. For practitioners of the craft of memoir writing, the author shares a writer’s insight on using one’s life and family to populate her fiction, and how a moment's recognition winds and unravels skeins of time recorded in the words.
Readers of those two excellent novels will appreciate the connections between the writer’s world and that of the novels. Prior reading won’t be required with Nunez calling attention to key parallels and differences between the novels and the author's life. The writer treads a storyteller's line that leads her familia to accuse the author of getting too honest about private matters. The writer’s defense, “I’m a writer.”
Reading Elizabeth Nunez’ two-novel life of Anna Sinclair, Anna In-Between
introduces readers to a flinty mother, a daughter wanting more affection, a divorced single mother immigrant black woman employed in New York publishing industry. That’s almost Nunez’ profile. She’s an English professor.
In the novels, Anna and Beatrice suffer one another’s needs but maintain an icy distance. Nunez' friends say she's too hard on the fictional mother. That’s also the mother-daughter relationship the author weaves together in Not For Everyday Use
. It’s not a spoiler to say--look for it--Elizabeth and Una have a warm reconciliation when both manage to say, without choking on the emotion, “I love you.”
Readers and writers of US ethnic literatures will find Nunez’ voicing of immigrant sentiments familiar, eloquent, and distinctive. Coming from a newly de-colonized gente--she's first generation--the author’s voice and insight into exigencies in-common will prove vitalizing to readers and writers.
You can order Not For Everday Use
through your local independent bookseller, or directly from the publisher, Akashic Books’ website here.Seven by Five: On-line Floricanto for September 2Gabriel Rosenstock, Francisco X. Alarcón, Jackie Lopez, Frank de Jesus Acosta, Mario Angel Escobar
The Moderators of the Facebook group Poets Responding to SB1070
Poetry of Resistance recommend five poets from two continents writing in three languages for today's La Bloga On-line Floricanto.
"An End to Borders" by Gabriel Rosenstock with his original poem in Gaelic, "Deireadh Le Teorainneacha"
"Frontera / Border" by Francisco X. Alarcón
"Slithering Our Way to Heaven" by Jackie Lopez
"Why I Write?" by Frank de Jesus Acosta
"Brown Chronicles" by Mario Angel EscobarAN END TO BORDERSby Gabriel Rosenstock
An end to borders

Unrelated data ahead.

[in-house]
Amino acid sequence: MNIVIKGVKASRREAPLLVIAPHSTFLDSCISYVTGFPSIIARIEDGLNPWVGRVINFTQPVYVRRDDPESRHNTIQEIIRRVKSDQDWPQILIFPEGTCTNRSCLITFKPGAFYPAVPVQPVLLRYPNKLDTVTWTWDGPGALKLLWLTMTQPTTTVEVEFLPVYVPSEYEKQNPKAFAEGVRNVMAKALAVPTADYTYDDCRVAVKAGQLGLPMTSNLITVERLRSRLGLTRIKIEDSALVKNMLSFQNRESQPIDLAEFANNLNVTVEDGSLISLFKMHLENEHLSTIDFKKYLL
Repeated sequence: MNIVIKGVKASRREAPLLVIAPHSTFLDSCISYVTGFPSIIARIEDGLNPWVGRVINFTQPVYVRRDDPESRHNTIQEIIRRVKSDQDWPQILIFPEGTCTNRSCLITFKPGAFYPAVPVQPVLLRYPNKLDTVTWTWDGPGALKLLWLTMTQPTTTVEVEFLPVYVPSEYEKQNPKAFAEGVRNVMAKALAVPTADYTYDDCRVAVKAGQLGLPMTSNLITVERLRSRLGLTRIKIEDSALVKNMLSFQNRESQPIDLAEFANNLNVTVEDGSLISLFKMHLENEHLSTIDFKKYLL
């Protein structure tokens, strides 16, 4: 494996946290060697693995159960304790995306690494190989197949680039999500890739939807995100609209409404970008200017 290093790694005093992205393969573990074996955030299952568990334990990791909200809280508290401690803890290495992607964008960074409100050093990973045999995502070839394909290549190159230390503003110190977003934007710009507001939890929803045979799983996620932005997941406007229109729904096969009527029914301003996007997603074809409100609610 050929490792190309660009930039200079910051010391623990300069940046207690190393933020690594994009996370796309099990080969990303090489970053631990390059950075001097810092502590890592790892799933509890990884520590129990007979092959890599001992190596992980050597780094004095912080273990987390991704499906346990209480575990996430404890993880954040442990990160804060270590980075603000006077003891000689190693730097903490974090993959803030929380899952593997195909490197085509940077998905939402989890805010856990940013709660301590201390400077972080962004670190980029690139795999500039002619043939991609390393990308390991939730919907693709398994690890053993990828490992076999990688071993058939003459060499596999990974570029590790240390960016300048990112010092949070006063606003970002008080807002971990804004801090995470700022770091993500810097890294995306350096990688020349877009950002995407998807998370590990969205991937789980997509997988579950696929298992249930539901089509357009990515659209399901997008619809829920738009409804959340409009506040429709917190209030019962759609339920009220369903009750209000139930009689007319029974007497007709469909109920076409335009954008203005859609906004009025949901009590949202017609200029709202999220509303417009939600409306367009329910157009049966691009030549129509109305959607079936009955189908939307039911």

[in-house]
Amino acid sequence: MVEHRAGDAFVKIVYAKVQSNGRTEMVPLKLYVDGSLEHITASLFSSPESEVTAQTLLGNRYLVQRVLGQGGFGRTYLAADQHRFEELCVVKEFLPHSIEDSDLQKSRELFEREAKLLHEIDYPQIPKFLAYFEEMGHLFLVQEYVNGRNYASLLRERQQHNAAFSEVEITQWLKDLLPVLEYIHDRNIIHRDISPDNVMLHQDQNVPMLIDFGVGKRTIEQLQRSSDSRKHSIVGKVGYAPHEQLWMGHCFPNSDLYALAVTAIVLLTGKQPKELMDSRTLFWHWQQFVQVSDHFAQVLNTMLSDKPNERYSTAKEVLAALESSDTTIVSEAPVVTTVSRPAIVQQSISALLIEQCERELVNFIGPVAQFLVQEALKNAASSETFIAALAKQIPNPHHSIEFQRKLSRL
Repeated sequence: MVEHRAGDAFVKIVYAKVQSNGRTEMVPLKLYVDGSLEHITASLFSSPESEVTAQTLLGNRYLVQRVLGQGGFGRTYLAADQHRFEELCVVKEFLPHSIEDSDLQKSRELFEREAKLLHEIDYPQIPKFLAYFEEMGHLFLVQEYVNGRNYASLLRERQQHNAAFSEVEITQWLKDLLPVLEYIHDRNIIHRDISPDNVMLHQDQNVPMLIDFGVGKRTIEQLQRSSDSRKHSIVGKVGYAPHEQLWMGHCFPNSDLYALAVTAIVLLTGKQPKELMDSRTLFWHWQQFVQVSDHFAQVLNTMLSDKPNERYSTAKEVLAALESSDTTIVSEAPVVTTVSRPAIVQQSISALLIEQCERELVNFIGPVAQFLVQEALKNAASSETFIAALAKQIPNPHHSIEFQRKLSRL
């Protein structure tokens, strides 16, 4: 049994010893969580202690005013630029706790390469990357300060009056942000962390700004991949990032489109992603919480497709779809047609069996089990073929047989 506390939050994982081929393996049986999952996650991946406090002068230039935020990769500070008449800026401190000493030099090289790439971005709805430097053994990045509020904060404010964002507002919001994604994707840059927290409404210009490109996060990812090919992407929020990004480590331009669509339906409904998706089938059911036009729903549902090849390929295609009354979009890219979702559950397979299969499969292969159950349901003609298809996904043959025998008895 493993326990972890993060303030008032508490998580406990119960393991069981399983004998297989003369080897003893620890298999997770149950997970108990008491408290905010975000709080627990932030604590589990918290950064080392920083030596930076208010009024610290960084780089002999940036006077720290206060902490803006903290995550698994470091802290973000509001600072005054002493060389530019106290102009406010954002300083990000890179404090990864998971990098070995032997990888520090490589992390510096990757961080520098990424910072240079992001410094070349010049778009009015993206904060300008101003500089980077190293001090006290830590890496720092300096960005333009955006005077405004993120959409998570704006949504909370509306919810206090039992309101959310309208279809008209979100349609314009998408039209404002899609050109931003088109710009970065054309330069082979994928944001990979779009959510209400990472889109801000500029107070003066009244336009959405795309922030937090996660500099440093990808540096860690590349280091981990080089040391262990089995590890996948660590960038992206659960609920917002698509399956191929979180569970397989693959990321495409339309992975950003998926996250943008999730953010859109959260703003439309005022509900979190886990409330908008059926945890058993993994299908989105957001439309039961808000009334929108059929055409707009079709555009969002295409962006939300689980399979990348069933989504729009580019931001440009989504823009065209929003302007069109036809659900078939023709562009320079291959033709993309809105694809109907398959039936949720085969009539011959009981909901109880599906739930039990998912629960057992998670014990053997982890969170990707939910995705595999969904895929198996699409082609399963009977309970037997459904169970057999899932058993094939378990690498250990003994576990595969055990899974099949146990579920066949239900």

An end to flags
An end to barbed wire
An end to towering walls
An end to nations
End the base tinkle of currencies
Let the planet breathe freely
Without barbed wire
Without towering walls
Without the base tinkle of currencies
An end forever to bordersDEIREADH LE TEORAINNEACHAby Gabriel Rosenstock
Deireadh le teorainneacha
Deireadh le bratacha
Deireadh le sreang dheilgneach
Deireadh le fallaí arda
Deireadh le náisiúin
Cuir deireadh le cling shuarach na n-airgeadraí
Deireadh le cogaí
Lig don phláinéad análú gan bhac
Gan sreang dheilgneach
Gan fallaí arda
Gan cling shuarach na n-airgeadraí
Deireadh go deo le teorainneachaGabriel Rosenstock
. Poet, novelist, playwright, haikuist, essayist, author/translator of over 170 books, mostly in Irish (Gaelic). Taught haiku at the Schule für Dichtung (Poetry Academy), Vienna, and Hyderabad Literary Festival, India. Prolific translator of poems, plays, songs, he also writes for children, in prose and verse. Represented in Best European Fiction 2012 (Dalkey Archive Press) and Haiku in English: The First Hundred Years (W. W. Norton & Co. 2013). Books Ireland, Summer 2012, says of his detective novel My Head is Missing: ‘This is a departure for Rosenstock but he is surefooted as he takes on the comic genre and writes a story full of engaging characters and a plot that keeps the reader turning the page.’
New and selected poems I OPEN MY POEM …(translated from the Irish) published in 2014 by PoetryWala, Mumbai, India and The Partisan and other stories published by Evertype, 2014.
Rosenstock’s Blog address:roghaghabriel.blogspot.ieFrontera/ Borderby Francisco X. Alarcón
Francisco X. Alarcón, award winning Chicano poet and educator, born in Los Angeles, in 1954, is the author of twelve volumes of poetry, including, From the Other Side of Night: Selected and New Poems (University of Arizona Press 2002), and Snake Poems: An Aztec Invocation (Chronicle Books 1992), Sonetos a la locura y otras penas / Sonnets to Madness and Other Misfortunes (Creative Arts Book Company 2001), De amor oscuro / Of Dark Love (Moving Parts Press 1991, and 2001).
His latest books are Ce•Uno•One: Poems for the New Sun / Poemas para el Nuevo Sol (Swan Scythe Press 2010), and for children, Animal Poems of the Iguazú/Animalario del Iguazú (Children’s Book Press 2008) which was selected as a Notable Book for a Global Society by the International Reading Association, and as an Américas Awards Commended Title by the Consortium of Latin American Studies Programs. His previous bilingual book titled Poems to Dream Together/Poemas para sonar juntos (Lee & Low Books 2005) was awarded the 2006 Jane Addams Honor Book Award.
He teaches at the University of California, Davis, where he directs the Spanish for Native Speakers Program. The issue of eco-poetics and xenophobia are a the core of three upcoming collections of poems, “Poetry of Resistance: A Multicultural Anthology in Response to SB 1070,” “Borderless Butterflies: Earth Haikus and Other Poems / Mariposas sin fronteras: Haikus terrenales y otros poemas.” He is the creator of the Facebook page POETS RESPONDING TO SB 1070 where more than 3,000 poems by poets all over the world have been posted. This is the link to the Facebook page:https://www.facebook.com/PoetryOfResistanceSlithering Our Way to Heavenby Jackie Lopez